In 1847 the crops had done very well, but so few had been planted that it didn’t amount to anything. By1848 an abundance of potato crops had been planted as people hoped for the best. Still the crops were again afflicted with the blight. That same year the Commissariat department, which had been aiding the Irish, pulled out. In mid 1849 the Quakers, who had been operating soup kitchens, also closed up shop having done all they could. The Quakers no longer had any funds to help the suffering Irish. The worst part of the famine ended in 1849, but bad conditions continued throughout the years. In 1851 the famine was declared officially over. In the end it is believed that 1,000,000 souls died.

Source: Woodham-Smith, Cecil. The Great Hunger : Ireland 1845-1849.


88 thoughts on ““A Wholesale Calamity”: The Irish Potato Famine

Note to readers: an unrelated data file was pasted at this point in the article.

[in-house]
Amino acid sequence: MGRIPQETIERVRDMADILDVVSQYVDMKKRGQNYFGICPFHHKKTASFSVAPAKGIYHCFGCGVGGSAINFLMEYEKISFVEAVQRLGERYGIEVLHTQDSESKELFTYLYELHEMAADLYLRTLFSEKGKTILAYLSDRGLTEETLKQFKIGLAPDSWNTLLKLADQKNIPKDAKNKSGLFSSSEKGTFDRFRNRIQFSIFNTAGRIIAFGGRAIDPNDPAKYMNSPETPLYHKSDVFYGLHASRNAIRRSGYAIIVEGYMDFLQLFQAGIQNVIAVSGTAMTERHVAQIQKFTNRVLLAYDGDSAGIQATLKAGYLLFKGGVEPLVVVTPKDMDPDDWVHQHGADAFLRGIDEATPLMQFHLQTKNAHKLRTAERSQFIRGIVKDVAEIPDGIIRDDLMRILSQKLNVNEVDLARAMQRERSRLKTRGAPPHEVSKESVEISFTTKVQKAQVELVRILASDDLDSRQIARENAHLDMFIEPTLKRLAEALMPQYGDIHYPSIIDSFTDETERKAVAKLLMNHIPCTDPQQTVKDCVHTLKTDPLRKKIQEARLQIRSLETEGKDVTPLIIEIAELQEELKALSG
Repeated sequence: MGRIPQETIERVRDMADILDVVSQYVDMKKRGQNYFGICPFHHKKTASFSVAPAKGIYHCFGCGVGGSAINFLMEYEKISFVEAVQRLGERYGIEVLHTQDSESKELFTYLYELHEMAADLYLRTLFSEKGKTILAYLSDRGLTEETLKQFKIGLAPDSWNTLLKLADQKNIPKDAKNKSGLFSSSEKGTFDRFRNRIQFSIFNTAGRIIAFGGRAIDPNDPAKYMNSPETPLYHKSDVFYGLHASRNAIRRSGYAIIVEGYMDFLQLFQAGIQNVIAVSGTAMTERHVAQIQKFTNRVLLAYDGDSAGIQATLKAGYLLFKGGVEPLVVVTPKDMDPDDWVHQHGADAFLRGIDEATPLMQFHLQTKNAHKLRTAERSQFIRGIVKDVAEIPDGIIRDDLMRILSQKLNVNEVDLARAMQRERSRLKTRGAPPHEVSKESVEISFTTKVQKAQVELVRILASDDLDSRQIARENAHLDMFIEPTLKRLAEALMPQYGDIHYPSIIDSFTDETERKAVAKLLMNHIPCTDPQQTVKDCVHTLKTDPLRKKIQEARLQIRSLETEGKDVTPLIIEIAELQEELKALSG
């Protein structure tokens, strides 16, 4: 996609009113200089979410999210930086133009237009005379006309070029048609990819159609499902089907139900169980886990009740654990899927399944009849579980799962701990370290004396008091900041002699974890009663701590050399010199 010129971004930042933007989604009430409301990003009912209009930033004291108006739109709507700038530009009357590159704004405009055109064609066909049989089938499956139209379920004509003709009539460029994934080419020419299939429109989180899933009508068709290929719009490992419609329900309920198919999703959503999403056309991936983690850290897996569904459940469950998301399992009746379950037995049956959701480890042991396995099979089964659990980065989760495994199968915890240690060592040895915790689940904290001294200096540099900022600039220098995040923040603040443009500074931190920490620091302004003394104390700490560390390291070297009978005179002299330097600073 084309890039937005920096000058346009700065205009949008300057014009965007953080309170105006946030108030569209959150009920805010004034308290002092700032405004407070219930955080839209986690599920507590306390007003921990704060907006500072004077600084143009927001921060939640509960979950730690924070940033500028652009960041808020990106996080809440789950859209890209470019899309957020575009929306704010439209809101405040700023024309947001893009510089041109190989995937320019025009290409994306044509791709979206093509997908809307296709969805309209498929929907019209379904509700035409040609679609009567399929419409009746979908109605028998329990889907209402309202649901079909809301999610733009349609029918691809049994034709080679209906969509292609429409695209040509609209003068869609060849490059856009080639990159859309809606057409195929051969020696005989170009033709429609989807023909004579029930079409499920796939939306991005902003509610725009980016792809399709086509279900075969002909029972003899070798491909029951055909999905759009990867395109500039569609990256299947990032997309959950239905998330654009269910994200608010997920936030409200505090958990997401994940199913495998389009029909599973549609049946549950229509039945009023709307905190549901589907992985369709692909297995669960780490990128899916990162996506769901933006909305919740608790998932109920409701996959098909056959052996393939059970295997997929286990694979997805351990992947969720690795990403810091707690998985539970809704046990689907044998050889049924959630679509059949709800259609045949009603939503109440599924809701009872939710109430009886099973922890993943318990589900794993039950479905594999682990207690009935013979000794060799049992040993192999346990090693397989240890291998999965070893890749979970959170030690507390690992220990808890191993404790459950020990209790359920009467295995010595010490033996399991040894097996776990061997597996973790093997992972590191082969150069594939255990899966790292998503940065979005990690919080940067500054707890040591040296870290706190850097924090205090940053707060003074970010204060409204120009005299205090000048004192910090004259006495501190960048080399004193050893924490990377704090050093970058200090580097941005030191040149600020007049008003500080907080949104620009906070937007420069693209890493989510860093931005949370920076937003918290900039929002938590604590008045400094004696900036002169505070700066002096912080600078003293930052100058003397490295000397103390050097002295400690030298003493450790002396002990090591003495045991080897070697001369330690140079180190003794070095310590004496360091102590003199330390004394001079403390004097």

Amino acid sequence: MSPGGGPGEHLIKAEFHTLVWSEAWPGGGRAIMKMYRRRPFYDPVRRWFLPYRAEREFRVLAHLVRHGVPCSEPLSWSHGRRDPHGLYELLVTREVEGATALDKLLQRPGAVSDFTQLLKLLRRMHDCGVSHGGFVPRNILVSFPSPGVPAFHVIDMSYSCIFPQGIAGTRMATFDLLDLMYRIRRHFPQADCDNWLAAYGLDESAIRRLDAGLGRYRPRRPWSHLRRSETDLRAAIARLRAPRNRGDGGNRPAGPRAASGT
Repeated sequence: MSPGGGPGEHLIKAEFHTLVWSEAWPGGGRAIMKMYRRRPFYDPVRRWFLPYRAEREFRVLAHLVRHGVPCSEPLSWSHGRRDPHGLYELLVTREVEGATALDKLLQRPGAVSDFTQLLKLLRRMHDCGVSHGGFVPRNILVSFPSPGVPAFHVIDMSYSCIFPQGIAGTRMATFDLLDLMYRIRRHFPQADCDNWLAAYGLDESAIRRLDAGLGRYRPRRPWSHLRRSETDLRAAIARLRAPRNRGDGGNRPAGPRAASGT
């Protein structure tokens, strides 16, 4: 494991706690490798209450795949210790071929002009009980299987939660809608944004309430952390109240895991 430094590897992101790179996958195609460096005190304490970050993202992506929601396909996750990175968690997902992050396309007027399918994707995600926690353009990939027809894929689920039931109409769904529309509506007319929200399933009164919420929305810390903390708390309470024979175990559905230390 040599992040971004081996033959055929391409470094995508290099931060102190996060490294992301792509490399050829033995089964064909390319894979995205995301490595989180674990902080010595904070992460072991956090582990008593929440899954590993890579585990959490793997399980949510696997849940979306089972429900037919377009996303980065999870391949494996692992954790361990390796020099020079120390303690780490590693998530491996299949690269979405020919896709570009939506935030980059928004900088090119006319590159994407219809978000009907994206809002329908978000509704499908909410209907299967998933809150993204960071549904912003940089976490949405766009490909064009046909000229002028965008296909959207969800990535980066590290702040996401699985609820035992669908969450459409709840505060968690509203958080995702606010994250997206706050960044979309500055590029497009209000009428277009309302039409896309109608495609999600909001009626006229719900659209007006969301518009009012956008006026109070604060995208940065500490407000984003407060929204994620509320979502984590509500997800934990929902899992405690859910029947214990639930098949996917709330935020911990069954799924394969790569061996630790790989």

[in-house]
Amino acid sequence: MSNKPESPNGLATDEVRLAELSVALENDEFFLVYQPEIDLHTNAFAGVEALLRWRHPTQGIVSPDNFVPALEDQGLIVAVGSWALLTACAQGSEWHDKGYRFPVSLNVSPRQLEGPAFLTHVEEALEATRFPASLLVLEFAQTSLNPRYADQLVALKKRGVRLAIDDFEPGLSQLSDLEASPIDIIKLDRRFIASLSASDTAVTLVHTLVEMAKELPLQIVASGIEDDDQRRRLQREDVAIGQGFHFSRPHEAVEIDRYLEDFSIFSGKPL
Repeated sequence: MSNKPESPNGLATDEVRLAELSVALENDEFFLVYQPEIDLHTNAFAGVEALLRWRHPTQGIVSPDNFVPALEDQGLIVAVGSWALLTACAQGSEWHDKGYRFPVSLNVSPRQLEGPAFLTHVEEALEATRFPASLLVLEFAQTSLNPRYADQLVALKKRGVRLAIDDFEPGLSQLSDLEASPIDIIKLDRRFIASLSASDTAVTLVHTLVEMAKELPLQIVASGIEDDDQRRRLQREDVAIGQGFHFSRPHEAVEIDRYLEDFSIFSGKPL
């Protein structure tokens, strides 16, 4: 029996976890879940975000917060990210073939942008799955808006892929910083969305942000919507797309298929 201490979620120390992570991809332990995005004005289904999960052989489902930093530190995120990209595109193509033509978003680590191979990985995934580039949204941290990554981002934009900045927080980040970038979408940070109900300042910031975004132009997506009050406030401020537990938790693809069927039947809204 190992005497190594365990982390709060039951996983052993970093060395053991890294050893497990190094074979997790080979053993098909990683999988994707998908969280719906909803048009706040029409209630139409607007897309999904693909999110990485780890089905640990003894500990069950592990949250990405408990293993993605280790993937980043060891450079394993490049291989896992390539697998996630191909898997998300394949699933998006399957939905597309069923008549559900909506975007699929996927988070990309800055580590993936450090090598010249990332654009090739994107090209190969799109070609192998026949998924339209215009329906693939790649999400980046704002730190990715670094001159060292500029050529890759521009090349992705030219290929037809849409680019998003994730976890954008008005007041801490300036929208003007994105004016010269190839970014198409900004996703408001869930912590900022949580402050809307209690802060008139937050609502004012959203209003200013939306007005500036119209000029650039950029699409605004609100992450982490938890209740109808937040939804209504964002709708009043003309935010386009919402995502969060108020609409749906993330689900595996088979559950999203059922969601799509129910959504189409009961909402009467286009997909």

1. Wonderful summation, thank you! Having grew up in Ireland I studied the Great Hunger in great detail (but still really only have a school girls grasp on the enormous subject) I remember thinking that Ireland has one of the saddest, most colouful and incredibly fascinating history. Thanks again, I’m off to read your follow up! xxx


  2. Excellent account of a historic period in European history! Ironically, the ‘great famine’ was almost repeated in New England after many Irish immigrants settled in and planted potatoes. After decades of repeated monoculture, the blight again took hold destroying potato crops in Maine and other NE states. They were forced to change to other crops or emigrate elsewhere. Many headed to the Northwest and planted potatoes in Oregon and Idaho, where the weather and soil were less likely to favor devastation by the blight pathogen.


    • Thank you!